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CMBS Delinquencies Fall Again; More Loans Pay Off
Tucker, Michael
The commercial mortgage-backed securities delinquency rate declined again in September and the payoff rate has improved in each of the last three months, reported Fitch Ratings and Wells Fargo Securities.

Fitch Ratings, New York, reported that CMBS late-pays fell two basis points last month to 8.37 percent.

"The drop in delinquencies marks the fourth straight month of improvements in the overall rate," said Mary MacNeill, managing director with Fitch.

MacNeill said delinquency rates "moved predictably across all major property types" last month. The hotel and multifamily rates continued improving, while the office and retail rates modestly worsened, and the largest additions to Fitch's delinquency index came from these two sectors.

"The industrial rate remained somewhat volatile," MacNeill said. "However, that is largely attributable to industrial’s smaller denominator and tendency toward lumpier portfolio loans."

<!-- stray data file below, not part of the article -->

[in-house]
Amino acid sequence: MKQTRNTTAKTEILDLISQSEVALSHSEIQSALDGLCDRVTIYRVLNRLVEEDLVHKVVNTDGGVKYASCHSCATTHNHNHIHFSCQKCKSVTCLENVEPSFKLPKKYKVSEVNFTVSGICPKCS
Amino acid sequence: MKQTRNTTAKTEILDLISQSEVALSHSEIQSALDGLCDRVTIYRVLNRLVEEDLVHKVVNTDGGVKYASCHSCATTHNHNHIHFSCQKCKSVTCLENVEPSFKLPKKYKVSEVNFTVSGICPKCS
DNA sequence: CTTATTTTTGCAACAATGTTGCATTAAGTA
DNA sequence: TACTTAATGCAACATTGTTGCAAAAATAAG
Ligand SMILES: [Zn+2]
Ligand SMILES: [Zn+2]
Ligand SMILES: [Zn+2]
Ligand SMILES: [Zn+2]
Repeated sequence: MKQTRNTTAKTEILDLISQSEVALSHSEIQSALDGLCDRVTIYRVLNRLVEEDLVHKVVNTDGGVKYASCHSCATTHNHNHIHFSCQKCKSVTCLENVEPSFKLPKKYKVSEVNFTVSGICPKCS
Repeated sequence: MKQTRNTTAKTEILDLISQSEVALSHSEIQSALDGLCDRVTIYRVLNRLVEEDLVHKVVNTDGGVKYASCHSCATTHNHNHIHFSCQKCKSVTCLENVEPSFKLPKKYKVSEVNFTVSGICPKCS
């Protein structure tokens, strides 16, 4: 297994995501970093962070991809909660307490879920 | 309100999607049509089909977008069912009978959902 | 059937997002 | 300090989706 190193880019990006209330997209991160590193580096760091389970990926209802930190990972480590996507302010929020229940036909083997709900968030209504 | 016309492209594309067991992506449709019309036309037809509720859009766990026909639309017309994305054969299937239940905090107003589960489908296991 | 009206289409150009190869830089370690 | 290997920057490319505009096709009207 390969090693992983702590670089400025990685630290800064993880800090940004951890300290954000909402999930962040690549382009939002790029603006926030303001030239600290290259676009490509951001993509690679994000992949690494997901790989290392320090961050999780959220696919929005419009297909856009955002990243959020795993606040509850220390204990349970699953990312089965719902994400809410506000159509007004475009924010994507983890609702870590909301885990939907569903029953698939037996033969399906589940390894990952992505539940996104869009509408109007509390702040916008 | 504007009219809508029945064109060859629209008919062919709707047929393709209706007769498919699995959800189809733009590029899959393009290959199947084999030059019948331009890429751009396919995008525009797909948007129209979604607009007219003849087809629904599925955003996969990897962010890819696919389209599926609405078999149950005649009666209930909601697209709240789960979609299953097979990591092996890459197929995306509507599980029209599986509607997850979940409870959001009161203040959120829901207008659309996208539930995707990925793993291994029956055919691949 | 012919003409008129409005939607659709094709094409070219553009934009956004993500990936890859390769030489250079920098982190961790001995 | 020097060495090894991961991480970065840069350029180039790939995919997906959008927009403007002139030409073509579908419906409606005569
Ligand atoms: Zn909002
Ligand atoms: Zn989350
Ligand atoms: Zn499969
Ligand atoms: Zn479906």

Fitch reported that the hotel sector had a 10.24 percent delinquency rate in September, down from 10.82 percent in August. The multifamily delinquency rate fell to 9.95 percent from 10.18 percent, while industrial's delinquency rate rose to 9.03 percent. The office delinquency rate increased nine basis points to 8.83 percent while retail's rate rose five basis points to 7.48 percent.

Marielle Jan de Beur, senior analyst with Wells Fargo Securities, New York, said 2012 "has been a challenging year for maturities, but we are starting to see an improvement in the payoff rate as the amount of five-year loans from the 2007 vintage begins to taper off."

Jan de Beur said only 54.4 percent of maturing loans have paid off on time so far in 2012, down from 2011's payoff rate of 63.7 percent. But the payoff rate has improved in each of the last three months, with the August rate reaching 71.4 percent, the highest level since April 2011.

"Maturity defaults even on quality assets are still taking place, suggesting that borrowers may be lacking the proper motivation to secure new financing sooner, often resulting in fees to the trust," Jan de Beur said.

Fitch Ratings maintains a "stable" outlook on approximately 84 percent of its U.S. CMBS portfolio by balance. It considers 9 percent "distressed" and gives a negative outlook to 6 percent.